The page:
The farmer said he was really happy with his new truck because it used to take him 3 days with a team of 3 horses to take a load of hay to town, but now he can take 3 loads in one day with his new truck.

Imagine how horrified his farming neighbors must have been! I'll bet word travelled 100 miles in every direction within a week of this guy taking his first hay to market in his new truck. It was a total game changer. Bigger tractors, bigger trucks, bigger plots of land, larger herds - commodity industries have always been an endlessly changing game where the smaller less efficient guys are constantly being squeezed out by the larger more efficient guys. You either constantly evolved to stay in the game or you died a slow, torturous financial death. This was no different in 1940 than it is today.

You absolutely must understand the business you're getting into and what it's going to take to survive, and hopefully thrive, for the next 10 years and beyond. In any modern commodity business it's extremely simple to do that. You have a huge amount of historical data that can easily be projected forward for 10 years or more. You can look at charts like those I've posted above until the cows come home (see how I did that?) to understand the profits and capital expenditures you can expect based on the size of your operation and the technology you intend to employ.

What's interesting to me is the sheer quantity of people willing to put their hat in the ring as a tiny entity even though it's plain to see a tiny entity has no chance of making very much money in a commodity business.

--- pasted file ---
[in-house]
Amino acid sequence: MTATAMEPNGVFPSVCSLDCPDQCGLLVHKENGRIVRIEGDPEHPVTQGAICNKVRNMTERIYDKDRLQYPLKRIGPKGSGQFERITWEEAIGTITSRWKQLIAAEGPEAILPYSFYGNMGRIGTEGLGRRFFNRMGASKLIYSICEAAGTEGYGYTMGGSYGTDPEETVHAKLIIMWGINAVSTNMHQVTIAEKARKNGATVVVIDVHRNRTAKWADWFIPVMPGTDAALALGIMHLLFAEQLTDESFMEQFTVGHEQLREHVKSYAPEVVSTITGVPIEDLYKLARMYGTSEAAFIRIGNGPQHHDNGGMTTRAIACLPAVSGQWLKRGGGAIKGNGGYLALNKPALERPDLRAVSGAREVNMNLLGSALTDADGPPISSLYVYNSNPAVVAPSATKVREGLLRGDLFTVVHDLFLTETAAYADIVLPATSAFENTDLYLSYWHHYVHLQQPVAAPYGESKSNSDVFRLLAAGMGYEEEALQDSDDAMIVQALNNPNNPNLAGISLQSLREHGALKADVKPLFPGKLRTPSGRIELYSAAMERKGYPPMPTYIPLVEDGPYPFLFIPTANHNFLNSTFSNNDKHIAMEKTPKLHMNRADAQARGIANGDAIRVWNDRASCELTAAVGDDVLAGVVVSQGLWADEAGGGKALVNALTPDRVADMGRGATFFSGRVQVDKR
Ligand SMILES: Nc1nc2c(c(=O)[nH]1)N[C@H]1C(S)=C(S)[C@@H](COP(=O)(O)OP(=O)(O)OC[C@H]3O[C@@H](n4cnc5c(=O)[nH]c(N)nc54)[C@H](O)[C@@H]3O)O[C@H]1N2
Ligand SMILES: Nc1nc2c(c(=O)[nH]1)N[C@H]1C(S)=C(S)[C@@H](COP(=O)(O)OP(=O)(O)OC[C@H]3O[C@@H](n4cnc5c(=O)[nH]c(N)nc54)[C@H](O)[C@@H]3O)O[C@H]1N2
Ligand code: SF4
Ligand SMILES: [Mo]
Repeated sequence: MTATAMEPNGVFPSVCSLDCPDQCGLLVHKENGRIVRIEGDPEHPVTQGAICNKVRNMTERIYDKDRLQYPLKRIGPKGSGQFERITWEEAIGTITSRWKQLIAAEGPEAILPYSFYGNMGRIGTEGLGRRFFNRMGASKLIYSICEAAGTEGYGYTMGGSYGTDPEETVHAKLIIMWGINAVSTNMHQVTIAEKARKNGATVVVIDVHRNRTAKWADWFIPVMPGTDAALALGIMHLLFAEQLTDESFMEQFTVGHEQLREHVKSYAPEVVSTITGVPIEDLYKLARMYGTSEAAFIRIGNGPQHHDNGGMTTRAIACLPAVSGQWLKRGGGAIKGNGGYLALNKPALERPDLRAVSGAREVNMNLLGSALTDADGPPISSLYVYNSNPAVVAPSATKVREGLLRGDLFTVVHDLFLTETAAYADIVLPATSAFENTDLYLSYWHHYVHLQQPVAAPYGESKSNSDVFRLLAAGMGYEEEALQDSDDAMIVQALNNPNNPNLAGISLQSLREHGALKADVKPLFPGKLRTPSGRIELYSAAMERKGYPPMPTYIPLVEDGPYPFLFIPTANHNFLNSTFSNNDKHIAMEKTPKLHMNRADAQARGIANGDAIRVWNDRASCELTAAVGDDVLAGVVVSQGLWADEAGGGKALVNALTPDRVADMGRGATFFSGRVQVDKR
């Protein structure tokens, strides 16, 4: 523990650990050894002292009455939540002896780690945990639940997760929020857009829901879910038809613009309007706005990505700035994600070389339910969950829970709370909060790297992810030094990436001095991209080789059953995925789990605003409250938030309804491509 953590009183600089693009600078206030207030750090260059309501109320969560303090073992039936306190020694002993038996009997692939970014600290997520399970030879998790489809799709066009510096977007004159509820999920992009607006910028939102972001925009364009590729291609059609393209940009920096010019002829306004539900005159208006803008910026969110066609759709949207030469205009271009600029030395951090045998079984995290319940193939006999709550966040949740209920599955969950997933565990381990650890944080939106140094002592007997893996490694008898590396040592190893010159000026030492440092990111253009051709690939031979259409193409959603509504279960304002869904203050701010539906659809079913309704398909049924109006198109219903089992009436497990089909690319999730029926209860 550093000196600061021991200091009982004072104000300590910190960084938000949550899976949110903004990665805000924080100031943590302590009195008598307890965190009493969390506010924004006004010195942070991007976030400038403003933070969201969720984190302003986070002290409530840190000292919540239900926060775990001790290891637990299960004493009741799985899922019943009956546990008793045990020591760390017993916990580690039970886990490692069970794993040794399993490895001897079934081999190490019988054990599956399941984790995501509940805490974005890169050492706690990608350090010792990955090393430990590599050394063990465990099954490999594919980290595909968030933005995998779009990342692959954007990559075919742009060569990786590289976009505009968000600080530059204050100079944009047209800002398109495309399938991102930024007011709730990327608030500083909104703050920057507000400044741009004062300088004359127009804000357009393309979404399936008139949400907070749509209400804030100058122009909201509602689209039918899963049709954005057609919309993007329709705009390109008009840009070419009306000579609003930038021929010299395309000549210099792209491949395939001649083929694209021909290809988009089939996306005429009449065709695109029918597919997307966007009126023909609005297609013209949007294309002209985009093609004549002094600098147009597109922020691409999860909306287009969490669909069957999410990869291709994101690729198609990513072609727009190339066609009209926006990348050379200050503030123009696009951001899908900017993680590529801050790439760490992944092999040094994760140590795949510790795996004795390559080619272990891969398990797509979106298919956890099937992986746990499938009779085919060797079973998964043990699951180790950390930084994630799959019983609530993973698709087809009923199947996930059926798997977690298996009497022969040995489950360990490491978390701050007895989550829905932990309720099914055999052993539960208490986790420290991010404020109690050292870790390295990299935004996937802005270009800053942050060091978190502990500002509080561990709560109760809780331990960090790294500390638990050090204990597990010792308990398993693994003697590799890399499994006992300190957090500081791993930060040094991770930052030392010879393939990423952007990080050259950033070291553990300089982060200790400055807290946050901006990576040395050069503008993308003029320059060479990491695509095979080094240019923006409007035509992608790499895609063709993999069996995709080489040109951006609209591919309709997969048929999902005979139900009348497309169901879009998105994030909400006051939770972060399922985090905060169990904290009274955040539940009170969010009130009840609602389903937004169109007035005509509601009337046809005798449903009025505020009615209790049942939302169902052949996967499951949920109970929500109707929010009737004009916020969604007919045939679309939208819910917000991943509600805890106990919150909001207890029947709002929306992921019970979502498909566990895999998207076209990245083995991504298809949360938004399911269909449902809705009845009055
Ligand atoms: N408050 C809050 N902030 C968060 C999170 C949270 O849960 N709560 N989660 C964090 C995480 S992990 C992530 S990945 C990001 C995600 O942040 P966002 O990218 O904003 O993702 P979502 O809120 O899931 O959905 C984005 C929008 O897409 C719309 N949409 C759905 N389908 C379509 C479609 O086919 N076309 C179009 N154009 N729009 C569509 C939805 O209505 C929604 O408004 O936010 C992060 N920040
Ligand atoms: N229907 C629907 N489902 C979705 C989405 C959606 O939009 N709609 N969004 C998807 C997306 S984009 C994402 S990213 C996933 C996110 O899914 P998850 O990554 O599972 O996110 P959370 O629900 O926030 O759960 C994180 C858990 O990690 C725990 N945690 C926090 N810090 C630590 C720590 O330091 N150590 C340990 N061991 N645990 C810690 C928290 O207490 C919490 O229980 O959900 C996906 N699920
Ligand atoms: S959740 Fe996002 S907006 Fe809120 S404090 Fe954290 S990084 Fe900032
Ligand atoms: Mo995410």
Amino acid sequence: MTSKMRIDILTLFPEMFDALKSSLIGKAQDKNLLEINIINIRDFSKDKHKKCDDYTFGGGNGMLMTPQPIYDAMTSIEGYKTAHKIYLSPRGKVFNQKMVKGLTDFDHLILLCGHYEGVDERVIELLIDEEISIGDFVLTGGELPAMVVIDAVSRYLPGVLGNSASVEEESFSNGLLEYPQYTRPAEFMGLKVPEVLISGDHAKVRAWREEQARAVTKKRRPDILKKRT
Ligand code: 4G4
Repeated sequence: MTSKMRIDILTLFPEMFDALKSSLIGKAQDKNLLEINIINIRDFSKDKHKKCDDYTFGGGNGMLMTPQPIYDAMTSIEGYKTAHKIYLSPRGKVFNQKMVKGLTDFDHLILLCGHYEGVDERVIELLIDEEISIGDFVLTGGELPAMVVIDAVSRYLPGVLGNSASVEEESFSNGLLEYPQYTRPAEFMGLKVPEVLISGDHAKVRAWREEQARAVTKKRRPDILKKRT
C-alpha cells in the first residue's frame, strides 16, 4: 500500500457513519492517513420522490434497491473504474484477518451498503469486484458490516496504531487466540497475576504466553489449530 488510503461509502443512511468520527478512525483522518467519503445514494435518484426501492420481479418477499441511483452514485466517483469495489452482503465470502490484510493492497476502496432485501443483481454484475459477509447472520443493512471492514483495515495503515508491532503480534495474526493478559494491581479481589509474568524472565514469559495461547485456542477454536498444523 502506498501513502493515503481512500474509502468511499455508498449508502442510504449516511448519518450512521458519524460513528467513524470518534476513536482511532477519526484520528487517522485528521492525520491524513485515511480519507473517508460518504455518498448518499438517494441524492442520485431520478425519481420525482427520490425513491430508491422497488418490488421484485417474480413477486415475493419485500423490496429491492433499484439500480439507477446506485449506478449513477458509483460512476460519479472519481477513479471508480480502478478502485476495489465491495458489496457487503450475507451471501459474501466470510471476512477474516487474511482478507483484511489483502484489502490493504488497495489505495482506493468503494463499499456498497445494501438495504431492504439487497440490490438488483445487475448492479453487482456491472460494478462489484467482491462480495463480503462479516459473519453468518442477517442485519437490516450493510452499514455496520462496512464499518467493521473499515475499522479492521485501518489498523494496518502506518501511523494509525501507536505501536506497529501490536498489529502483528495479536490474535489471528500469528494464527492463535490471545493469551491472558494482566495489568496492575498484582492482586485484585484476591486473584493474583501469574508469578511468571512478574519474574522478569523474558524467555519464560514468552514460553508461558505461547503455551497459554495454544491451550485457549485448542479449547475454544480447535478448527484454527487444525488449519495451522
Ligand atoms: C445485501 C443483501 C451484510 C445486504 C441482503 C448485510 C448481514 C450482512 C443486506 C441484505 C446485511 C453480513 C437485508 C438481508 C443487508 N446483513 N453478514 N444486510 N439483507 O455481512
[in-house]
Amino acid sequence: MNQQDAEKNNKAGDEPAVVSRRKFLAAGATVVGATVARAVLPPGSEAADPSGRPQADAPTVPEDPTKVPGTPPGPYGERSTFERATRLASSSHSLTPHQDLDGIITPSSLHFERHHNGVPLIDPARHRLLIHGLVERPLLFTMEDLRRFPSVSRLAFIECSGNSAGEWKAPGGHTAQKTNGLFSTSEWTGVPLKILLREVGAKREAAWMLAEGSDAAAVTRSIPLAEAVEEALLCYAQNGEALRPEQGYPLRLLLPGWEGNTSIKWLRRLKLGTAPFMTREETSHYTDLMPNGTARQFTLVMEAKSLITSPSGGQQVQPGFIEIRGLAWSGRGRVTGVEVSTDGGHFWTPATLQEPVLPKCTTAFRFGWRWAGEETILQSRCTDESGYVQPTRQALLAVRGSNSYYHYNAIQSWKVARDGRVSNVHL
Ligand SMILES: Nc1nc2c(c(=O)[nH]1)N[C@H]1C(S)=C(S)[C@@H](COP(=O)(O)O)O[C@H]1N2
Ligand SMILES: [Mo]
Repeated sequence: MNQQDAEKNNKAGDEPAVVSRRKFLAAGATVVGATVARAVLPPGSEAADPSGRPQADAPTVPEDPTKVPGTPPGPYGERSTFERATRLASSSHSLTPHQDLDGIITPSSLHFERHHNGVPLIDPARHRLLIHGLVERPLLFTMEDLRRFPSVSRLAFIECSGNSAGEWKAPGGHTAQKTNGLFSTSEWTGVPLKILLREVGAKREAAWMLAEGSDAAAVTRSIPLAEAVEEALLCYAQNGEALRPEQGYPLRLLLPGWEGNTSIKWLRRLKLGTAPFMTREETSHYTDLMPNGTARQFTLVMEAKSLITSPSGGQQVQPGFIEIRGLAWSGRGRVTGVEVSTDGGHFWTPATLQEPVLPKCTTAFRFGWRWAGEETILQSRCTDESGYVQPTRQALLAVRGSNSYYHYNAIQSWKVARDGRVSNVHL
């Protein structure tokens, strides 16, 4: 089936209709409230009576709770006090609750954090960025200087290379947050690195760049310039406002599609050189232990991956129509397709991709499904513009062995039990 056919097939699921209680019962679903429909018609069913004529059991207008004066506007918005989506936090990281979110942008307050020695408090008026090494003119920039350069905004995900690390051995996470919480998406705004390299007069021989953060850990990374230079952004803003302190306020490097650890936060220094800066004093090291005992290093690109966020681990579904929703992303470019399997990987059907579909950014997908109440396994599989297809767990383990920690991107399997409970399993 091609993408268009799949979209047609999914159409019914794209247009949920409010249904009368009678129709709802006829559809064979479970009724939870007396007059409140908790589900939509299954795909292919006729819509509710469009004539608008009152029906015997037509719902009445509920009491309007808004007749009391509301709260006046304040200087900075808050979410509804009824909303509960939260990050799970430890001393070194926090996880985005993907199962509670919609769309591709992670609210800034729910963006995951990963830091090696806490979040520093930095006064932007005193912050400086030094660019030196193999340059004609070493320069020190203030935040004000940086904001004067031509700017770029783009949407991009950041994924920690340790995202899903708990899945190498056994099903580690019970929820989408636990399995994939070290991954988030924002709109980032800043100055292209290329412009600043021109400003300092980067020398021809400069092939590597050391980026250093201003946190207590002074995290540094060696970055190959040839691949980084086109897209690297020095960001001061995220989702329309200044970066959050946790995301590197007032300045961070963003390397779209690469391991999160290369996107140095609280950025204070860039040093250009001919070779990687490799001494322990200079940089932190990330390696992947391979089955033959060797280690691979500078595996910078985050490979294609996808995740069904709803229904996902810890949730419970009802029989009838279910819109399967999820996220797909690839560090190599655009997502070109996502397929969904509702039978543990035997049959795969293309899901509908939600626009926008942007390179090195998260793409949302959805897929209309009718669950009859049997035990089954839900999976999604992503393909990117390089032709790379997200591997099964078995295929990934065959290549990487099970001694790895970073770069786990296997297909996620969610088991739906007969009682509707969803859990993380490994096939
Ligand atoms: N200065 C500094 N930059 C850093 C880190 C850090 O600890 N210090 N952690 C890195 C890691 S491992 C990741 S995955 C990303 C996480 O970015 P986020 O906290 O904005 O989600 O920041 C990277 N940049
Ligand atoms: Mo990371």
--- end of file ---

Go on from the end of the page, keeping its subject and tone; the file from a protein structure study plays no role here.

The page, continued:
According to Wikipedia article called Family farm:

In 2012, the United States had 2,039,093 family farms (as defined by USDA), accounting for 97 percent of all farms and 89 percent of census farm area in the United States

According to Trucker.org Reports, Trends & Statistics:

According to the U.S. Department of Transportation, as of June 2017, the number of for-hire carriers on file with the Federal Motor Carrier Safety Administration totaled 777,240. Of those:

  • 91% operate 6 or fewer trucks
  • 97.3% operate fewer than 20 trucks

continued........

Dm:

Dispatcher, Fleet Manager, Driver Manager

The primary person a driver communicates with at his/her company. A dispatcher can play many roles, depending on the company's structure. Dispatchers may assign freight, file requests for home time, relay messages between the driver and management, inform customer service of any delays, change appointment times, and report information to the load planners.

HOS:

Hours Of Service

HOS refers to the logbook hours of service regulations.

OWI:

Operating While Intoxicated